(Roughly) Daily

“You must always believe that life is as extraordinary as music says it is”*…

 

Left: Advertisement showing Regency amplifier, ca. 1954. Right: Living room stereo, ca. mid 20th century.

 

In 1954 House & Home reported that “half a million new hobbyists joined ranks of Hi-Fi enthusiasts last year”; by 1955, one authority noted that “High Fidelity at low cost is available to everyone.” (The rise of specialized publications catering to the new audiophiles is another indicator of the trend.) In fact, although stereo technology had been developed in the 1930s, it was not until February 1954 that RCA made the first commercial recording (a performance of The Damnation of Faust, by Berlioz, at Symphony Hall in Boston). Toward the end of the decade one observer would declare that “1958 will be remembered in America as the year when Stereo arrived.”…

Radios and phonographs had been around since the 30s, but with the rise of stereo…

Listening to music on hi-fi systems was not only central to music culture but also an accepted part of domestic culture — a complementary activity to almost anything else that could be done at home, from housework to recreation to eating to sex. As the cultural critic George Steiner wrote, in 1961, “The new middle class in the affluent society reads little, but listens to music with knowing delight. Where the library shelves once stood, there are proud, esoteric rows of record albums and high-fidelity components.” Listening to music was fast becoming one of the most important shared experiences in the American home…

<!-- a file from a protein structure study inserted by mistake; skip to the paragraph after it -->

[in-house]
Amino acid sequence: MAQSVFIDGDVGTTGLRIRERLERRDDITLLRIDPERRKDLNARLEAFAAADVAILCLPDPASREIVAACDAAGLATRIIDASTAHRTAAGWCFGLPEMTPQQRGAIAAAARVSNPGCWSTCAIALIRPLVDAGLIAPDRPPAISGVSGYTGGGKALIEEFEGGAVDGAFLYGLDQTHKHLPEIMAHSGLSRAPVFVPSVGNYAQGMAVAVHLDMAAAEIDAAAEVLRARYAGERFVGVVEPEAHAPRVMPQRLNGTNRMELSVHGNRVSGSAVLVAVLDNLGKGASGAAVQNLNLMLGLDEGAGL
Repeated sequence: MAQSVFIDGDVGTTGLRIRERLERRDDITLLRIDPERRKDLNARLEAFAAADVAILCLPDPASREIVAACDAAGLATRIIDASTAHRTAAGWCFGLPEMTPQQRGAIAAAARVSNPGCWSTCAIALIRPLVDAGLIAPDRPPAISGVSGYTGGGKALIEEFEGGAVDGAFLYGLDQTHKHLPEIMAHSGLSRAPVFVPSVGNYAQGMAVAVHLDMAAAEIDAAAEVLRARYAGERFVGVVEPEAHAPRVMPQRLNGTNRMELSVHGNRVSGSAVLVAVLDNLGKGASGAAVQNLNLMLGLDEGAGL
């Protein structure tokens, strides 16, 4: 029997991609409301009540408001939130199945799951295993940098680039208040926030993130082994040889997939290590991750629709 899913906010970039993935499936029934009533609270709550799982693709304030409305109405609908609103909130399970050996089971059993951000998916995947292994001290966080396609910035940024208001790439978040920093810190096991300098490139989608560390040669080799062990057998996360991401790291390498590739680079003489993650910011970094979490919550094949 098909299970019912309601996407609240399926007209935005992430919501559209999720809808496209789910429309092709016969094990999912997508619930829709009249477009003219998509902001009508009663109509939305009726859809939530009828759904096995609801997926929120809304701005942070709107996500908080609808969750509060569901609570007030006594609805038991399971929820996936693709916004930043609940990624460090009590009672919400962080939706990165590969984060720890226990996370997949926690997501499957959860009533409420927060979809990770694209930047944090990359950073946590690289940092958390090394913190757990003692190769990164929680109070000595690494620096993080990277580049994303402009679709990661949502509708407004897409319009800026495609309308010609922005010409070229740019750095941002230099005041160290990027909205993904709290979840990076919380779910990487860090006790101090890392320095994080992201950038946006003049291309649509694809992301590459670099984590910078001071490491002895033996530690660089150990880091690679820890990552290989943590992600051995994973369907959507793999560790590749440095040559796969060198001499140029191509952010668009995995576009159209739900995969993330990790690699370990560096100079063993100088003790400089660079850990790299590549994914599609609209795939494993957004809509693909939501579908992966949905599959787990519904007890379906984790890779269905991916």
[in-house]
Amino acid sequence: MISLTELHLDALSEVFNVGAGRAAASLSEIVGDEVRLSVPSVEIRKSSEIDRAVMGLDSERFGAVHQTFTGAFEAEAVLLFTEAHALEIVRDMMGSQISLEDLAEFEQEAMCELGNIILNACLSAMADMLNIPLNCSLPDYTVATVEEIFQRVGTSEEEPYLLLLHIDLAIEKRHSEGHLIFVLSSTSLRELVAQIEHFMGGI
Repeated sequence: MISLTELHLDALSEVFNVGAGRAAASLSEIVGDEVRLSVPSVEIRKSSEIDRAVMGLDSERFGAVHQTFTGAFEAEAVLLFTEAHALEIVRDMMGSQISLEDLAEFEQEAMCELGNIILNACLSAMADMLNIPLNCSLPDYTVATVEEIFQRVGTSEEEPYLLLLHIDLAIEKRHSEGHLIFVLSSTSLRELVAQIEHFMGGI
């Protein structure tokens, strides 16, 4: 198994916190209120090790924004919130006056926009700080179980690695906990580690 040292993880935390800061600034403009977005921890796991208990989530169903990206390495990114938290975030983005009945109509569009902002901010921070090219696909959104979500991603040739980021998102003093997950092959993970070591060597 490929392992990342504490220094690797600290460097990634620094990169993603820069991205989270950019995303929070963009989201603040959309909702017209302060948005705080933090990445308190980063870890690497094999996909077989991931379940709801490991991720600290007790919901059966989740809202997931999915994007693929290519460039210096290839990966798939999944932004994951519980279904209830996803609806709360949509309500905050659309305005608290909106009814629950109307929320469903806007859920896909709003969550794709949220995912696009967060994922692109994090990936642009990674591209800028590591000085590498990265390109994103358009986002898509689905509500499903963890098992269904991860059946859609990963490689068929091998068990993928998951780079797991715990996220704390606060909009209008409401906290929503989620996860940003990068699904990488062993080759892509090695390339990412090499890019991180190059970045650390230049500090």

More on the huge impact of the hi-fi at “A Tiny Orchestra in the Living Room.”

* Rebecca West

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As we load the changer, we might send sonorous birthday greetings to Robert Williams Wood; he was born on this date in 1868.  A physicist and inventor, Wood made substantial contributions to optics and to the development of infrared and ultraviolet photography.  He is probably best remembered as the first to photograph the reflection of sound waves in air, and for his investigated the physiological effects of high-frequency sound waves.

Wood, R. W. (1900) “The photography of sound waves and the demonstration of the evolutions of reflected wave fronts with the cinematograph.” Nature, 62: 342-349

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Written by LW

May 2, 2015 at 1:01 am

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